Rome taxi drivers oppose Uber's Linea U
Uber's "Linea U" in Rome, an experimental nine-point itinerary for drivers operating cars and mini-buses under the Uber umbrella until 24 December, has raised the ire of Roman taxi drivers.
The stops on the predetermined route, which was decided by a some 50,000 voters on the company's website, include Piazza Euclide in Parioli, Piazza Fiume, Piazza dei Cinquecento, S. Giovanni, Piramide, Stazione Trastevere, S. Andrea della Valle, Castel S. Angelo and Piazza Mazzini in the Prati neighbourhood.
Uber vehicles servicing the U Line pick up people at the fixed locations and drop them off along the circular route which is active each day from 08.00 until 20.00. The flat-rate fare is €5, regardless of time or distance, however passengers can choose to reach their destination without stopping elsewhere along the U line.
The new service has met strong opposition from trade unions representing Rome's taxi drivers who accuse Uber of “brazen arrogance” and claim the Californian firm has “violated all the rules governing the sector.” The unions have requested access to the city's documents granting Uber authorisation to operate the system, as well as calling on Rome commissioner Francesco Paolo Tronca to “stamp out” the initiative which comes during the Holy Jubilee Year of Mercy, a potentially lucrative time for cab drivers in the capital.
The Linea U cars can accommodate up to four passengers while the mini-buses can fit nine people. Users will be informed about waiting times through their downloaded Uber mobile phone app, and the company promises that customers will never have to wait more than five minutes. All payment is electronic and money does not change hands between drivers and passengers.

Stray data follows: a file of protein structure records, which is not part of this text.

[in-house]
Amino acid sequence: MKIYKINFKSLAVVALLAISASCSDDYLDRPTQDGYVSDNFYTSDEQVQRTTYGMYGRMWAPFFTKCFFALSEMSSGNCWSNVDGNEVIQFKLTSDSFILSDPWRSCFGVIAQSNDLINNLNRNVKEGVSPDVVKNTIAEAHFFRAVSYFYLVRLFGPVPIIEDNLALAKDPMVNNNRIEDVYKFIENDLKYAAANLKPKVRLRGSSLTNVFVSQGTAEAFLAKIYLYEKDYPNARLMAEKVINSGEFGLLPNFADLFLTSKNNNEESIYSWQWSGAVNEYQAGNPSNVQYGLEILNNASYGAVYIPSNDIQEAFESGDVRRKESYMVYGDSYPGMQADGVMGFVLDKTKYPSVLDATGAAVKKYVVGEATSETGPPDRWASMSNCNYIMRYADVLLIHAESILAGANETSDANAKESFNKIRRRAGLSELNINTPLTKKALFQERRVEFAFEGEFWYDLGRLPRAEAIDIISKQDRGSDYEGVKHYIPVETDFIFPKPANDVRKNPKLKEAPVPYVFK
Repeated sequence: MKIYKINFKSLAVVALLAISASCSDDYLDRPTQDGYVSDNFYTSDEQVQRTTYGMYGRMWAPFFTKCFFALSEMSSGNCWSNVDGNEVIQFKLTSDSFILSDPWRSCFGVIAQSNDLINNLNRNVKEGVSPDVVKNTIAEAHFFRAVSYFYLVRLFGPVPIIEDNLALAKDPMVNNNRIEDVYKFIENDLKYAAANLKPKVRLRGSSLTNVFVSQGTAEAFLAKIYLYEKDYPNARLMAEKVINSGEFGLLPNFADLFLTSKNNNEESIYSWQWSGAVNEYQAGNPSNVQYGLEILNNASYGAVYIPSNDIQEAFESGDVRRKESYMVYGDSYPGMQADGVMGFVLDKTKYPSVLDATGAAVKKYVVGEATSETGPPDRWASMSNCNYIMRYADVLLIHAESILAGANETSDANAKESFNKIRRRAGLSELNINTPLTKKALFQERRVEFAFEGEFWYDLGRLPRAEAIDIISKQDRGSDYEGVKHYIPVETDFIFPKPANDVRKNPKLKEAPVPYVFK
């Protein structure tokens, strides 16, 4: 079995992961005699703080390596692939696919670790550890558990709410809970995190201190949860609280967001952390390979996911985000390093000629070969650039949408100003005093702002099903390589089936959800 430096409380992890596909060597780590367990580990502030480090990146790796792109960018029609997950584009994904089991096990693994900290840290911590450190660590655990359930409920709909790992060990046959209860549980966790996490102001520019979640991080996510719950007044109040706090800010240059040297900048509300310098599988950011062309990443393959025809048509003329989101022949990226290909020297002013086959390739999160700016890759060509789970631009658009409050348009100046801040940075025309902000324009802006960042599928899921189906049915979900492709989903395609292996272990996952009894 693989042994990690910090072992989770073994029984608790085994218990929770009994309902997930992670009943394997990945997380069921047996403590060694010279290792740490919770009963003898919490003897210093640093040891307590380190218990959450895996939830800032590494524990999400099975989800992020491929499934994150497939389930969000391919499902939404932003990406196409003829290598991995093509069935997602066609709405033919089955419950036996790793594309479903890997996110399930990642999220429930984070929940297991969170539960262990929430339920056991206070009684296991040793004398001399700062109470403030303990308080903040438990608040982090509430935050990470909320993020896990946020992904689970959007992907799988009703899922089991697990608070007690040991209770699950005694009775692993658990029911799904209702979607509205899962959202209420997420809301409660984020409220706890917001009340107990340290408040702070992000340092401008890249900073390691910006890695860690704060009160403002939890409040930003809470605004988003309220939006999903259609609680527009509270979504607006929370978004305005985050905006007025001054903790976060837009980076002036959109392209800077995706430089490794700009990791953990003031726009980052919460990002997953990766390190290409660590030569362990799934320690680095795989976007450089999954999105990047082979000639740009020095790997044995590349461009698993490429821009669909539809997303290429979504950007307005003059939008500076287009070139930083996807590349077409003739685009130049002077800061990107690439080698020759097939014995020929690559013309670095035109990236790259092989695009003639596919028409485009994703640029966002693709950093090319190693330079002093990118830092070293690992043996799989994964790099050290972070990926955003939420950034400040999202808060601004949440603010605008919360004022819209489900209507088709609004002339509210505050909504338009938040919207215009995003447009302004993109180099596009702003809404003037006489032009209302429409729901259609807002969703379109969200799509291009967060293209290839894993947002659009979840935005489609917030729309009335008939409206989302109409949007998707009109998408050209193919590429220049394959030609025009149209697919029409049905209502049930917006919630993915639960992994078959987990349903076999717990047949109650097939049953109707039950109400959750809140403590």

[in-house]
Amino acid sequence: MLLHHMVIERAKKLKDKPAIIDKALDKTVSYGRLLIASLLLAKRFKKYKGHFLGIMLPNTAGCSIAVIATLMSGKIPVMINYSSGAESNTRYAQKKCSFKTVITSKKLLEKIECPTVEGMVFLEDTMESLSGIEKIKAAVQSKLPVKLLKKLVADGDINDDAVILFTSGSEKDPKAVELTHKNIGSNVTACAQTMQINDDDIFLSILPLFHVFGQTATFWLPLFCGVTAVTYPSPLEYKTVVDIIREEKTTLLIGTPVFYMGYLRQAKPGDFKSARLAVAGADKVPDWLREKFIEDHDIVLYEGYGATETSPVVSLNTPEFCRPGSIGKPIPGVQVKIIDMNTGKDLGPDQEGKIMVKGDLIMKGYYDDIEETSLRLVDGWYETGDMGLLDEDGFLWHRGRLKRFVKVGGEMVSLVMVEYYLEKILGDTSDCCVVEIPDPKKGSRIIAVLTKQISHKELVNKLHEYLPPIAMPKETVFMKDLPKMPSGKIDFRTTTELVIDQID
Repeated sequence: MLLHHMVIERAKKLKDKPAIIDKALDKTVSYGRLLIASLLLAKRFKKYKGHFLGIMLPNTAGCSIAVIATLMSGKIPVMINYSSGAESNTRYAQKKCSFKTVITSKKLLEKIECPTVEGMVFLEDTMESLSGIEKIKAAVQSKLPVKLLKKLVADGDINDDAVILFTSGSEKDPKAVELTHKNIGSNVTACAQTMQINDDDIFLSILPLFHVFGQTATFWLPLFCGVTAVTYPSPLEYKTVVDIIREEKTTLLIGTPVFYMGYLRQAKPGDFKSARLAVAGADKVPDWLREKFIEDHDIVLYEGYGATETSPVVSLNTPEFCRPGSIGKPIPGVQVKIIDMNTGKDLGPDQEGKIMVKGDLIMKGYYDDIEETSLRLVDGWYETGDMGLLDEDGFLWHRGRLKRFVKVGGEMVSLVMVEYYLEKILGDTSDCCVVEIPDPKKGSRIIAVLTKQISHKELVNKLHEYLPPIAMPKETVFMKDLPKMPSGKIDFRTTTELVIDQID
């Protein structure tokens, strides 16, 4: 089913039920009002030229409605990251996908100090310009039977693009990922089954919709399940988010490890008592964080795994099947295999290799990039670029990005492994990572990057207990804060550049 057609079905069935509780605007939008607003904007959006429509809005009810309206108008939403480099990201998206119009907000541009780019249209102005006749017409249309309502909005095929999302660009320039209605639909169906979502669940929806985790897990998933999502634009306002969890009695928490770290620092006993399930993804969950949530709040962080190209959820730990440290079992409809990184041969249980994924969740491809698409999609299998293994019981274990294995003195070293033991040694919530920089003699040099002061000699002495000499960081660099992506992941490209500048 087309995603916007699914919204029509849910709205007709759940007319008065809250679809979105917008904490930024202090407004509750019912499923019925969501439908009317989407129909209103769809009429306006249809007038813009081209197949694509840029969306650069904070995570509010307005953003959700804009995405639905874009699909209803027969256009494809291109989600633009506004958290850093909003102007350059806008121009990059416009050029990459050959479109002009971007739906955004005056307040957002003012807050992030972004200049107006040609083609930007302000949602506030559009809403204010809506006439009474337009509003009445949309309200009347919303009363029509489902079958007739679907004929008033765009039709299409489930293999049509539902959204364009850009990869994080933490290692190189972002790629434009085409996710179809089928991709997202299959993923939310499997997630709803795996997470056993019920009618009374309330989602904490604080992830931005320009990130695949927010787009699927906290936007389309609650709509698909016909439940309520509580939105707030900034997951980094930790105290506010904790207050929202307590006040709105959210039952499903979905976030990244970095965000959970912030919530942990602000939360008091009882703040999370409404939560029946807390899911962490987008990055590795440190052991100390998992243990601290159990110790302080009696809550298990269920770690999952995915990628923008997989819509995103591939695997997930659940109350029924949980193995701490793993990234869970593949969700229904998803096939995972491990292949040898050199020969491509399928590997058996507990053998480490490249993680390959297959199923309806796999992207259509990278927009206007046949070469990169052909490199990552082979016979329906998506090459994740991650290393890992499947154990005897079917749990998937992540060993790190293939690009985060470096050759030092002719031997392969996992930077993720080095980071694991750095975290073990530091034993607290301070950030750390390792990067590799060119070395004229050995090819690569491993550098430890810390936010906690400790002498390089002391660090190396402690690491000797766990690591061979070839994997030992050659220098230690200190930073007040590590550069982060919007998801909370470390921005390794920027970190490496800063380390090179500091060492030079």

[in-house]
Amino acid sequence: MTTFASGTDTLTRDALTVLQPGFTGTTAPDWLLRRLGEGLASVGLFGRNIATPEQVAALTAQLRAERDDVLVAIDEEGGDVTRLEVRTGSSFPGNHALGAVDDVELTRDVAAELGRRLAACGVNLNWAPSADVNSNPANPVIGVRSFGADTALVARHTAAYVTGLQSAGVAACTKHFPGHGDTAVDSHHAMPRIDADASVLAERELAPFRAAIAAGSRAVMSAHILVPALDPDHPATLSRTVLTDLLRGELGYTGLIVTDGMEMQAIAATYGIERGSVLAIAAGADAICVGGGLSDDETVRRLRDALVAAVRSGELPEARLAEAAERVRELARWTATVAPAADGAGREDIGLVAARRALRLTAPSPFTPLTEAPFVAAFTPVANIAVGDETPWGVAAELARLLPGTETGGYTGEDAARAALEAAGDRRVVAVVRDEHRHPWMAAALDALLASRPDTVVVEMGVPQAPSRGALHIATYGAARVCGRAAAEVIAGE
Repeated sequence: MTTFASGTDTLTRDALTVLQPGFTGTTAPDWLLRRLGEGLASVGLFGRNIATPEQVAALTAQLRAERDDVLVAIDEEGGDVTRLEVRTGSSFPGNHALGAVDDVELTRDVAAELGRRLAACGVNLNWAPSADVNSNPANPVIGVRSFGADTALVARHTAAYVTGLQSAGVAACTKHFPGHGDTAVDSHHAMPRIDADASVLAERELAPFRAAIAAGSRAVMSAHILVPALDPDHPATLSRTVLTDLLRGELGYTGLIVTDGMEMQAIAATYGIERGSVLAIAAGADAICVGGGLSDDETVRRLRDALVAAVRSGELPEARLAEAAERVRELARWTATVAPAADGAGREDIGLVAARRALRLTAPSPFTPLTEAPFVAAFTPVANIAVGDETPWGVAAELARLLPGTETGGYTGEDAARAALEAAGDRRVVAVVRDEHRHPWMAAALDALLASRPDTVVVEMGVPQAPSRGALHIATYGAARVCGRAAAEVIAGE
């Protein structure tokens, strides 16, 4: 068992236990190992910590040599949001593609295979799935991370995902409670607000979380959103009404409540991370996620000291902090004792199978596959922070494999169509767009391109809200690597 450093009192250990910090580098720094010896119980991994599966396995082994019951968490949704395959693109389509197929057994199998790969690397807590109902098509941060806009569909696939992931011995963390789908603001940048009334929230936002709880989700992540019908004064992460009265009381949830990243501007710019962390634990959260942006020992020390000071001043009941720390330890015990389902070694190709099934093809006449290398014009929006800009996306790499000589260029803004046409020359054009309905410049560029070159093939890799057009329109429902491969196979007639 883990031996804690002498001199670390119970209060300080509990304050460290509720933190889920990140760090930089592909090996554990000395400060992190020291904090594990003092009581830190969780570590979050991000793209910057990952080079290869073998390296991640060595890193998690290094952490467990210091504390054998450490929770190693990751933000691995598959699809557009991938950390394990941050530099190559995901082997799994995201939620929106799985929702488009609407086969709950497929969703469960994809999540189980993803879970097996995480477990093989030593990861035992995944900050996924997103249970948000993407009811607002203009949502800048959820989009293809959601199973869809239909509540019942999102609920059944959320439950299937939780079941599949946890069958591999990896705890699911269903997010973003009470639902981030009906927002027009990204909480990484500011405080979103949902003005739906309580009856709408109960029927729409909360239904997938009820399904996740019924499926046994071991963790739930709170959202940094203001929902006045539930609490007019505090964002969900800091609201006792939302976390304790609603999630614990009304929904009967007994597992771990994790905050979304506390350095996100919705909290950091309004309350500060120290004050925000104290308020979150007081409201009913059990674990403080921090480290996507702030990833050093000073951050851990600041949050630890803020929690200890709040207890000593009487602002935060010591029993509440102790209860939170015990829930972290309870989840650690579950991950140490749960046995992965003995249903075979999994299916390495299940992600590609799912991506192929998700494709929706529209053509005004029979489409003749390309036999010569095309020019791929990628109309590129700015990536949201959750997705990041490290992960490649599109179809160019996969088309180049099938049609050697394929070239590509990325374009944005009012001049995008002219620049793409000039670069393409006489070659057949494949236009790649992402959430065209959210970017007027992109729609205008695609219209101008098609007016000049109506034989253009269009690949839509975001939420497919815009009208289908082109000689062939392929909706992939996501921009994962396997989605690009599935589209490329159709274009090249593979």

The low-cost taxi network, which launched in Rome in 2013, works by connecting customers to the nearest available car via a smartphone app, and the service is operated by private drivers who pay a percentage of their fare to the company.
Carlo Tursi, general manager of Uber Italy, says Linea U could become a “permanent reality” if Italy were to adopt the proposed changes to existing regulations governing the taxi sector, as recommended recently by the national transport and competition authorities.
Uber has triggered protests from taxi companies around the world over claims that its service is unfair, illegal, and taking business from regular cabbies. Days after announcing Linea U in early September, Tursi was ambushed by angry Roman taxi drivers who covered his car in fake dollar bills while shouting “Abusivi” at an impromptu barricade.
In July Italian news agency ANSA reported that around 200 taxi drivers chanted “Sold! Sold!” outside a Rome restaurant as Tursi's predecessor Benedetta Arese Lucini dined inside with several parliamentarians.
For full details of the Linea U see the Uber website.